Thames tributary runs brown after ‘sewage outfall’

Thames tributary runs brown after ‘sewage outfall’

A Thames tributary has become the latest to suffer from sewage outfalls following an apparent storm discharge.

In pictures across social media, users showed the River Wandle which runs throuw south west London running brown following a release from a nearby sewage works.

According to the Wandle Valley Forum, the sewage outfall was reported in the Poulter Park area and originated from Thames Water’s Beddington Farmlands sewage works.

Clean environmental campaigner Feargal Sharkey says the chalk stream is one of only two urban chalks streams in London as the criticism towards the state of the UK’s river and streams continues.

Commenting on the video on social media, Amie Battams said: “What should be crystal clear is brown and full of human s**t. What do we even pay them for? Where’s the money going?”

At times of heavy rainfall, water companies are permitted to discharge diluted sewage in order to maintain tank levels and to ensure they are not exceeded.

New data, however, has shown that water companies have pumped raw sewage into Britain’s rivers and waters for more than nine million hours since 2016.

According to the Labour Party’s analysis of Environment Agency (EA) data, released under the Freedom of Information Act, from 2016 to 2021 that figure represents a 2,553 per cent increase on the previous five years.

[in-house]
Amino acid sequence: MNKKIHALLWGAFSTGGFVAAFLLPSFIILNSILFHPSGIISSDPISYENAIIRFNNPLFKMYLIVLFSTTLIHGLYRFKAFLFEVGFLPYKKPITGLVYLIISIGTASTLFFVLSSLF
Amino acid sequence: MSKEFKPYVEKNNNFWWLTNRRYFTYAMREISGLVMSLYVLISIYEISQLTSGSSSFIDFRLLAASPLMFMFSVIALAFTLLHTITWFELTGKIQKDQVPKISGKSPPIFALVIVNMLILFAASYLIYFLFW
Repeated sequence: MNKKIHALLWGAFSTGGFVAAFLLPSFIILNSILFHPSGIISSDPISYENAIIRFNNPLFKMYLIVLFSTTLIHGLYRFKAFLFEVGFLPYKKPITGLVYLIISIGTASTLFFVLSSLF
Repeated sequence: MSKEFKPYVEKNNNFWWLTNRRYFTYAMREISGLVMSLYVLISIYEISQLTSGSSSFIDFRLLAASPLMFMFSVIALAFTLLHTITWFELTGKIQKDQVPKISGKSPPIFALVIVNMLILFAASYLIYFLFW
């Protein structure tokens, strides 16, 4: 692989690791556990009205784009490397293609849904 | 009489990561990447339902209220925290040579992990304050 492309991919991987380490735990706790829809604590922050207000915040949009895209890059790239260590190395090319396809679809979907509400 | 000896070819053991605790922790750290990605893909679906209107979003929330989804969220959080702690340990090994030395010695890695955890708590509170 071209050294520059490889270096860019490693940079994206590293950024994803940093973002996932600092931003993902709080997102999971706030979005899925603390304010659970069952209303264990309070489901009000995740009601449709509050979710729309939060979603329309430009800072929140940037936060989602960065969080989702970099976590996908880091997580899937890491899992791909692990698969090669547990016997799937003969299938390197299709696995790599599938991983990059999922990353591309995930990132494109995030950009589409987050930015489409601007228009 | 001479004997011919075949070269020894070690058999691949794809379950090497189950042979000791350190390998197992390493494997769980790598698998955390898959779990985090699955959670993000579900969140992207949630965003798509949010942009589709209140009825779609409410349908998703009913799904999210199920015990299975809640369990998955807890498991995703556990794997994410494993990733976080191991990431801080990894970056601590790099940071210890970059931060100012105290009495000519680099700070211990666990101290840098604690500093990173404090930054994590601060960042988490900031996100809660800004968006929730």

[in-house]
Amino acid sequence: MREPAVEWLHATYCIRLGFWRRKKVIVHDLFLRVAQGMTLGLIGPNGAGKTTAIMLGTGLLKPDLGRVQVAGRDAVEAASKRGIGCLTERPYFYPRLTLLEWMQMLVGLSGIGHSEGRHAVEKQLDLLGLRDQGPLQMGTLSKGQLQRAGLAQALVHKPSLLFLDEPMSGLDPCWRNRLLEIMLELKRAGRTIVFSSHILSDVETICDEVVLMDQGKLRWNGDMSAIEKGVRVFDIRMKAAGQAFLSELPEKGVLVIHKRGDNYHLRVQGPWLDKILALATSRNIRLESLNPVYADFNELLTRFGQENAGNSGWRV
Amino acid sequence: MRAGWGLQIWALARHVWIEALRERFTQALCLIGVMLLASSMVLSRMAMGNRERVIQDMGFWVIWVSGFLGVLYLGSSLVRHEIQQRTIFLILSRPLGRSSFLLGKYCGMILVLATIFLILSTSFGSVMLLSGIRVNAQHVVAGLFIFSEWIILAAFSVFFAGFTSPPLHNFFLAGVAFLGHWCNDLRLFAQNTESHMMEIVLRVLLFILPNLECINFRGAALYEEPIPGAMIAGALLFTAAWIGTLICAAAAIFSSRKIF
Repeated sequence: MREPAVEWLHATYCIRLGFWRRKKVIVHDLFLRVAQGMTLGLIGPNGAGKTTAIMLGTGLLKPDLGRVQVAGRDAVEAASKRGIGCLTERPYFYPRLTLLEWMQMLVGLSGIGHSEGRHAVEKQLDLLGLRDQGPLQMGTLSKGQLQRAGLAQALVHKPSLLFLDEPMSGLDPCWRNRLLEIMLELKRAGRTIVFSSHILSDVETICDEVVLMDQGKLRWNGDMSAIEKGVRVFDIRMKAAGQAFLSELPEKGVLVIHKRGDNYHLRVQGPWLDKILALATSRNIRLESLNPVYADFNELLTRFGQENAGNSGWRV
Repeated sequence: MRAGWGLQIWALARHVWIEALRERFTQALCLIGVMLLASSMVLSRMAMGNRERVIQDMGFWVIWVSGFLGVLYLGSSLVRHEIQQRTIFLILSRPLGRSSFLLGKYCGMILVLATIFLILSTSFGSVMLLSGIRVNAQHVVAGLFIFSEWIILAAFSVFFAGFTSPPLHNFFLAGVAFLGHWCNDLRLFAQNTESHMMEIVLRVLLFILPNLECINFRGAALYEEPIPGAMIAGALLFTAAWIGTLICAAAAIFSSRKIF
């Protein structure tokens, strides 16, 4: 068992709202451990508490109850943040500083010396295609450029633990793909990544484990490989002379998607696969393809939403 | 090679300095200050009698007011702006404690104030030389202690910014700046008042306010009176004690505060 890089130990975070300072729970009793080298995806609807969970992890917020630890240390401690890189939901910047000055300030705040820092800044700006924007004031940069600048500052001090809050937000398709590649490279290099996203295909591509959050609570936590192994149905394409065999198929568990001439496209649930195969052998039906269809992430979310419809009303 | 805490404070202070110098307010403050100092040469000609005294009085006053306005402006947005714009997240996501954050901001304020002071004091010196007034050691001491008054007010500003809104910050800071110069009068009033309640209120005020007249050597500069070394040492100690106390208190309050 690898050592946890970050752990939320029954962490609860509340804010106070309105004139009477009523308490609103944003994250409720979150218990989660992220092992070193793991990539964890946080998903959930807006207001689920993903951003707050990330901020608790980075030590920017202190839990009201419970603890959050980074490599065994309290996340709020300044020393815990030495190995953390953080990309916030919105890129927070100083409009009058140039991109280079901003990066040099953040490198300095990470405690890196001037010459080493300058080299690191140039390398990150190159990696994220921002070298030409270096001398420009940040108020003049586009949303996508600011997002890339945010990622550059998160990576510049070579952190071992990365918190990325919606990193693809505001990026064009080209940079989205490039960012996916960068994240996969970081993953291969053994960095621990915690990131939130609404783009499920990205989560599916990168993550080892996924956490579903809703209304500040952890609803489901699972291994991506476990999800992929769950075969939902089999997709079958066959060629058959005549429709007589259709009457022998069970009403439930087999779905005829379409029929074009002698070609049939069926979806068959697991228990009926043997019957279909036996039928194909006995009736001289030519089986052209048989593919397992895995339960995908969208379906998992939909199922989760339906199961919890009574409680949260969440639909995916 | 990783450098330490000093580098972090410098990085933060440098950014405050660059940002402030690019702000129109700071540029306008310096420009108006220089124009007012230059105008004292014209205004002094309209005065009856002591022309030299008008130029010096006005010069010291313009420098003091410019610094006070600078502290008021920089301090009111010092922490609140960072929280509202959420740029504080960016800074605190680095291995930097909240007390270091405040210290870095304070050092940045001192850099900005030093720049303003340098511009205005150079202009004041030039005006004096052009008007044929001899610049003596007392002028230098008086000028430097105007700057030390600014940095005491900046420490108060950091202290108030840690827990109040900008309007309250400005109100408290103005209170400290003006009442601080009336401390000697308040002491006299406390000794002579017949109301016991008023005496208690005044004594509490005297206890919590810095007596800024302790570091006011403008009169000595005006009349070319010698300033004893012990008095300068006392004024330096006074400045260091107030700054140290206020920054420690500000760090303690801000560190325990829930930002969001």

French politicians have now joined the criticism of UK water companies, claiming raw sewage being dumped into the Channel and North Sea by the UK is affecting the country’s coastline, fishermen and the “health of citizens”.

Pierre Karleskind, Nathalie Loiseau et Stephanie Yon-Courtin - who all belong to French President Emmanuel Macron’s pro-EU En Marche party shared a letter calling for Commissioner for the Environment to intervene.

A Thames Water spokesperson said: “Our aim will always be to try and do the right thing for our rivers and for the communities who love and value them. We regard all discharges of untreated sewage as unacceptable and will work with the government, Ofwat and the Environment Agency to accelerate work to stop them being necessary and are determined to be transparent.

“Our shareholders have recently approved an additional £2billion into the business so we can improve outcomes for customers, leakage and river health. We have started the £100 million upgrade of our Mogden sewage treatment works and we’re currently increasing sewage treatment capacity at a number of our sewage works across the Thames Valley, including Witney and Fairford to completed by 2025.

“We recently launched our river health commitments which includes a 50% reduction in the total annual duration of spills across London and the Thames Valley by 2030, and within that an 80% reduction in sensitive catchments.

“This is a key part of our River Health Action Plan to radically improve our position in order to protect and improve the environment. We have a long way to go – and we certainly can’t do it on our own – but the ambition is clear.”